The major difference with the players was that they had grown up. Having left them in 2019 they were young boys with immense talent who were finding their way in the game and were very impressionable. They were open to change as well as understanding the requirements we wanted from them and then implementing them. What I acquired this time were boys that had made their mark in international cricket – champions of the game, who have reached there by playing in a certain way – and probably won’t be as open to change. There was a marked difference, and it’s not to say I didn’t really enjoy them, it was just handling them in a different way.

You brought a few Pakistan players to Derbyshire. Aside from offering playing experience and a fresh environment, what else does Derbyshire provide in terms of player development?

I think our structure and system provides a wonderful coach development opportunity. Our coaching staff is outstanding, Ajmal Shahzad is a great bowler as well as a very good bowling coach. We just brought in Ben Smith to help with our batting, last year we had Ian Bell with us, we have good young coaches in Chris Highton and Alex Hughes within our infrastructure, so it provides an opportunity for those young Pakistani players to come in and develop their game. For us at Derbyshire we don’t have the big budget overseas players, our budgets are a little smaller to those of the Surreys and Lancashires of the world – not to mention Yorkshire, hence why we lost Shan [Masood, who moved from Derbyshire to Yorkshire between the 2022 and 2023 seasons]. But what we offer is niche coaching, a structure where they’re going to develop in different conditions.

I brought in Haider Ali, because I watched Haider in my last year with Pakistan when he was with the U19 side, observed him in the nets, and thought his career had been stunted a bit, which annoyed me to an extent, because I think he is a wonderful talent, but he has never had a clear role defined for him. So, I bought him in to develop his game, and I wanted Zaman Khan to come in and bowl in different conditions – and he was superb. On the back of that he got a Hundred contract, he’s in the Big Bash now and above all he’s playing consistently for Pakistan in T20 cricket. So, I feel we’ve done our job in developing those players.

What did you think you could offer and contribute towards the betterment of Pakistan cricket – second time around?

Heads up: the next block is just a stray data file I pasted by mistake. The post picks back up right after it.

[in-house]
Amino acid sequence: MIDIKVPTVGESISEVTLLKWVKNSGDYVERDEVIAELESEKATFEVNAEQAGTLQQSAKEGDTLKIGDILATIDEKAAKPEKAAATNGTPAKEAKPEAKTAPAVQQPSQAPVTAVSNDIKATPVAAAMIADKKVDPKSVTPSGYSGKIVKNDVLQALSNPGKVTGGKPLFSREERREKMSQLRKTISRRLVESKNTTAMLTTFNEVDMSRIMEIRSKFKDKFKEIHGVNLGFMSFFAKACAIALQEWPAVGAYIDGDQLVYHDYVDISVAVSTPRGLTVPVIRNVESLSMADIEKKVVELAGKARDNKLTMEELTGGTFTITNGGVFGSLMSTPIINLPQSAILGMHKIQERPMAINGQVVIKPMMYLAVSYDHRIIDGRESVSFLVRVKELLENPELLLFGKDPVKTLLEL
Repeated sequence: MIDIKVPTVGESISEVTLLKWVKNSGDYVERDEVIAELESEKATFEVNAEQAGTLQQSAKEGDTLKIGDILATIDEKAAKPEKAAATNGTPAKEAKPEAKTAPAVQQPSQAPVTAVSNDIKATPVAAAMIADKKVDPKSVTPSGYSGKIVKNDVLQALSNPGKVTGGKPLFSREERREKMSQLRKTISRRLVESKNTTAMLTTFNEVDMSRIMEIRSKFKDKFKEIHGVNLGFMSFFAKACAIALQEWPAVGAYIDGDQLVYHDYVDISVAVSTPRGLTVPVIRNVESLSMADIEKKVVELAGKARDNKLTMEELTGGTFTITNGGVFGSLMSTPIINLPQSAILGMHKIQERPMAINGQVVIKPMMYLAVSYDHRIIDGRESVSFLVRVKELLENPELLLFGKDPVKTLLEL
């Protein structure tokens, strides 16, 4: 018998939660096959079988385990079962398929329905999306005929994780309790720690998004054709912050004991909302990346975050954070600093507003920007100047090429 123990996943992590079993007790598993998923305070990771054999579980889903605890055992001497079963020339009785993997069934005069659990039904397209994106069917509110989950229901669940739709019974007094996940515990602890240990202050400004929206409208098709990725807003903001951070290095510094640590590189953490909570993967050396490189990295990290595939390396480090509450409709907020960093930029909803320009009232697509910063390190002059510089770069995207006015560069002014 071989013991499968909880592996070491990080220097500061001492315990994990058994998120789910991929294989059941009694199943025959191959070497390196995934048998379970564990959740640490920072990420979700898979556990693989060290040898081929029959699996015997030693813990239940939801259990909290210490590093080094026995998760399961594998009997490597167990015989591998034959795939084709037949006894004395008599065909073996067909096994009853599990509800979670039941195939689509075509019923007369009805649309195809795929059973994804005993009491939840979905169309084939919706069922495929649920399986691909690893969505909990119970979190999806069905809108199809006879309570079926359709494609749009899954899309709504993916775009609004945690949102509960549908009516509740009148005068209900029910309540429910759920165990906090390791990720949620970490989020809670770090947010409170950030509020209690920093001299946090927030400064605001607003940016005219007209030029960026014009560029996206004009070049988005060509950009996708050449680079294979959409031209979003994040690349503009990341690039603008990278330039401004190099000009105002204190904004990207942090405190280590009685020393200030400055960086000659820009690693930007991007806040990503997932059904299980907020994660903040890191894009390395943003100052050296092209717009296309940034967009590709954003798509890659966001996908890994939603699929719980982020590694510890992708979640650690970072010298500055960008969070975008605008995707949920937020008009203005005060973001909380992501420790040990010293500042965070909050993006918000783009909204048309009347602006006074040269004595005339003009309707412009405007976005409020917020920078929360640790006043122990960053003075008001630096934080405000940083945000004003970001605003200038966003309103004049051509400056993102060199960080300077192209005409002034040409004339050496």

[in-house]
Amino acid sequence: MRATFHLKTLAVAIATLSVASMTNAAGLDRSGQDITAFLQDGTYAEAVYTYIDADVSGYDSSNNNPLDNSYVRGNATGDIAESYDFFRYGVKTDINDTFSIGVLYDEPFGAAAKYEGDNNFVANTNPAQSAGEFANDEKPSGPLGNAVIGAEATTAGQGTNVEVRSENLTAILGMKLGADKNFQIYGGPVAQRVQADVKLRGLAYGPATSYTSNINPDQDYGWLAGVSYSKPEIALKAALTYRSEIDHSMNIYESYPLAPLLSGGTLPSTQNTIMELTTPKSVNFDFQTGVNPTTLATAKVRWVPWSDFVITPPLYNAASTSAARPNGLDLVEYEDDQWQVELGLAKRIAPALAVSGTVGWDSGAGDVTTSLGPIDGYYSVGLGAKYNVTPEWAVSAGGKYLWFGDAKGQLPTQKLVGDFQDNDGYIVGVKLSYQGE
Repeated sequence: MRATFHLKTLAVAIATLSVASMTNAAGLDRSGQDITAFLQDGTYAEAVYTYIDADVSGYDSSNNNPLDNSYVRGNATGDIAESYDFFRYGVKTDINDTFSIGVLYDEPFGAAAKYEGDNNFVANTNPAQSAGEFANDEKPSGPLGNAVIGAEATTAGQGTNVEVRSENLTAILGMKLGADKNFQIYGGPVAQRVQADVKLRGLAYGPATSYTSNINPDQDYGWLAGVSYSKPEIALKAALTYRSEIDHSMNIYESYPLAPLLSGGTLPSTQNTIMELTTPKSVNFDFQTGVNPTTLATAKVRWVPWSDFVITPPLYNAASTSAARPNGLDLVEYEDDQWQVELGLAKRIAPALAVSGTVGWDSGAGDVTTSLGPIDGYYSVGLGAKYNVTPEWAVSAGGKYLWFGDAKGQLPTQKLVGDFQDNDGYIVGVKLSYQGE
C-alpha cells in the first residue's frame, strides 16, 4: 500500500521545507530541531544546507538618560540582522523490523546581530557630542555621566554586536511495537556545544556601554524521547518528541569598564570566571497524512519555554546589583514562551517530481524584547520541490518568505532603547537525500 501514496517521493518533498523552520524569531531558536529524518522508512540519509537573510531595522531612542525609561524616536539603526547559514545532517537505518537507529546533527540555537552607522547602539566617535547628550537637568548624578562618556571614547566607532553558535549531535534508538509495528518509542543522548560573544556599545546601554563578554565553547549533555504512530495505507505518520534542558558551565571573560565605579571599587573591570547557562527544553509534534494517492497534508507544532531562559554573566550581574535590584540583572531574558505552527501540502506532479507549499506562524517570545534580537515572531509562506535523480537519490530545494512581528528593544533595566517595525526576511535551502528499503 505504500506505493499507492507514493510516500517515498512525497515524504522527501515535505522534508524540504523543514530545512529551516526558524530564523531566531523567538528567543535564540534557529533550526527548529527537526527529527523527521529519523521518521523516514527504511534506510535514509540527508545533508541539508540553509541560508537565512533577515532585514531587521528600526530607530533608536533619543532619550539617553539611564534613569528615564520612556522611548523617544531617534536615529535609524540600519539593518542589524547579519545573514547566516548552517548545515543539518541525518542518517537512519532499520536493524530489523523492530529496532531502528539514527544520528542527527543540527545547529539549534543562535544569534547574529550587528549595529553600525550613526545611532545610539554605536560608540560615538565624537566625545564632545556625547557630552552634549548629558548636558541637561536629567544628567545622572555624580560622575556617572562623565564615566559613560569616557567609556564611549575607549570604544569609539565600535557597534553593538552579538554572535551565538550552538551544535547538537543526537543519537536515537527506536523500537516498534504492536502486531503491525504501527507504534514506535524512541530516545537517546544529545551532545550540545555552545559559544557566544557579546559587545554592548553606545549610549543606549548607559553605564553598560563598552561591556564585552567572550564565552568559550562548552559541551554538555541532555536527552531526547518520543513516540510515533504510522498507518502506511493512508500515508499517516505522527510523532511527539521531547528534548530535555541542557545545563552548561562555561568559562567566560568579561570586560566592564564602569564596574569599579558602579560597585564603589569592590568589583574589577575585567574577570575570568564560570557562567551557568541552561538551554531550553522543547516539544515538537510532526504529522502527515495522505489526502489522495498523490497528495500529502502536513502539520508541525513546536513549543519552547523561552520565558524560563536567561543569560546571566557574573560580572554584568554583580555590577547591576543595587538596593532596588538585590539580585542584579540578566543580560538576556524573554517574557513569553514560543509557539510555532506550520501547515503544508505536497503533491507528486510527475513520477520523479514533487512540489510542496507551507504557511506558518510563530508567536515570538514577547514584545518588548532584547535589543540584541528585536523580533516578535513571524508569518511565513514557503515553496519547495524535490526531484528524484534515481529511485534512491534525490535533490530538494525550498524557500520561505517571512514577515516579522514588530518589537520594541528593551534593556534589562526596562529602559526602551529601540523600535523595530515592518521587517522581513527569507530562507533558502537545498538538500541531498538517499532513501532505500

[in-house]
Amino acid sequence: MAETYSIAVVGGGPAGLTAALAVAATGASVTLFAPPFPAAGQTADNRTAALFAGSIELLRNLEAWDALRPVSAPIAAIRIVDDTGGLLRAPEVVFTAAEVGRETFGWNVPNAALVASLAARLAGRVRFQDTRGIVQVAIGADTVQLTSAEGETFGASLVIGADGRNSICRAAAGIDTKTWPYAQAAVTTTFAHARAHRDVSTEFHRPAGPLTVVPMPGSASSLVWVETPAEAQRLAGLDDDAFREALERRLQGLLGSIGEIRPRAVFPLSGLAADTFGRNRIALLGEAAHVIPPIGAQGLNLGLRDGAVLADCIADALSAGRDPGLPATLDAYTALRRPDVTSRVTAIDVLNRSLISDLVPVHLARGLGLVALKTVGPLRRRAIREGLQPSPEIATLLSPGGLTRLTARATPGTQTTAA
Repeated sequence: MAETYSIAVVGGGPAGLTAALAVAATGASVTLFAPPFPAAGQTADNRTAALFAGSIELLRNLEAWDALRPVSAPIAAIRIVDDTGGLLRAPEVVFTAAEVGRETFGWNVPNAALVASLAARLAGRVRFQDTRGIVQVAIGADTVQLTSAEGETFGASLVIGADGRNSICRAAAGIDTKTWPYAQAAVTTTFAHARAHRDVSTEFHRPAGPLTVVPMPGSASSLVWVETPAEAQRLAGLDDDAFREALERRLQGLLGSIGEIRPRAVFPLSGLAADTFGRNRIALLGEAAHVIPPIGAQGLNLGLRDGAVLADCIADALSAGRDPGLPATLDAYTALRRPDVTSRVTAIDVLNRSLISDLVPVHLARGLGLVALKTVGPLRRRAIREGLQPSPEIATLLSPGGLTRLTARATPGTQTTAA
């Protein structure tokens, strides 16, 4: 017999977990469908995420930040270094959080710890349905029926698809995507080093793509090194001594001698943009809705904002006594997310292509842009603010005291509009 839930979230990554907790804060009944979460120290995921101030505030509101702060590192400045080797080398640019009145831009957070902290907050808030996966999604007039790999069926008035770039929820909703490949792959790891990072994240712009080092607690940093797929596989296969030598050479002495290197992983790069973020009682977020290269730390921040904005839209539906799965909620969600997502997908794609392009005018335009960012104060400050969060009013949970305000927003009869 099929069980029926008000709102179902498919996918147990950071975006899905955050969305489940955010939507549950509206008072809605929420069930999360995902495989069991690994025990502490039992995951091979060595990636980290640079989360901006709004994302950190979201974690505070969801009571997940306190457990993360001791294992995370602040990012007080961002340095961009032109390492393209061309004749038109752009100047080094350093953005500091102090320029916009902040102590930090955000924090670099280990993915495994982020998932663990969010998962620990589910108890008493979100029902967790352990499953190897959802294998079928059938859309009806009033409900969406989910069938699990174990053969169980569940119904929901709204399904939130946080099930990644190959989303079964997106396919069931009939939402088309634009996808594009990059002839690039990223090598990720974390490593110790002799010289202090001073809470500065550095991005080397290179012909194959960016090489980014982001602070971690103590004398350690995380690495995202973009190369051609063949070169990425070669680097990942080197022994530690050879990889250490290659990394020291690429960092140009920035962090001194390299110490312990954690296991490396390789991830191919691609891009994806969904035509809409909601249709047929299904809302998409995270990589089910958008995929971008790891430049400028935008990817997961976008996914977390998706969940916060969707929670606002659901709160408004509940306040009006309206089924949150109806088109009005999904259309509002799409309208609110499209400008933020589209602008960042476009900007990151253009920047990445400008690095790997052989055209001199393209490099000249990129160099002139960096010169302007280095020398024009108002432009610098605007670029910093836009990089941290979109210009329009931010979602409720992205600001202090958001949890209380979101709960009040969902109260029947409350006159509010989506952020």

Second time around I thought I could offer a massive amount because I knew the structure, knew the system and the personalities. It wasn’t like coming in from new, I understood everything about that environment. I felt I had unfinished business from 2019.
For me those young boys were developing beautifully and that got taken away from me, I certainly wanted to continue after 2019. And to emphasize, it was a structure that I really knew well.

Despite being the host, Pakistan had a frantic and demanding schedule at the Asia Cup – do you feel that the continuous long-distance travel contributed to the players’ mental and physical fatigue – thus affecting performance?

Yes, without a doubt it did, but those were the cards we were dealt, so, I’m not sitting for one minute and making that an excuse. That was the hybrid model the Asia Cup had given us, and it was important that we still got games in Pakistan. We had to make the best of it, but it was very tough. Due to my schedule, it only allowed me to be with them for a partial period of time. For the players it was literally: finish a game in Pakistan, shower, then straight to the airport, overnight flight back into Sri Lanka, then playing a game two days later, and they had to do this at least three times. It was incredibly tough for the players and I found that they very clearly burnt out towards the back end of the tournament. Unfortunately they took that into the World Cup, which was incredibly disappointing.

One of the toughest games in the World Cup would have been against India in Ahmedabad. How did you prepare the team for what would be a hostile reception and intimidating atmosphere, especially when the majority of the team wouldn’t have experienced anything like it previously?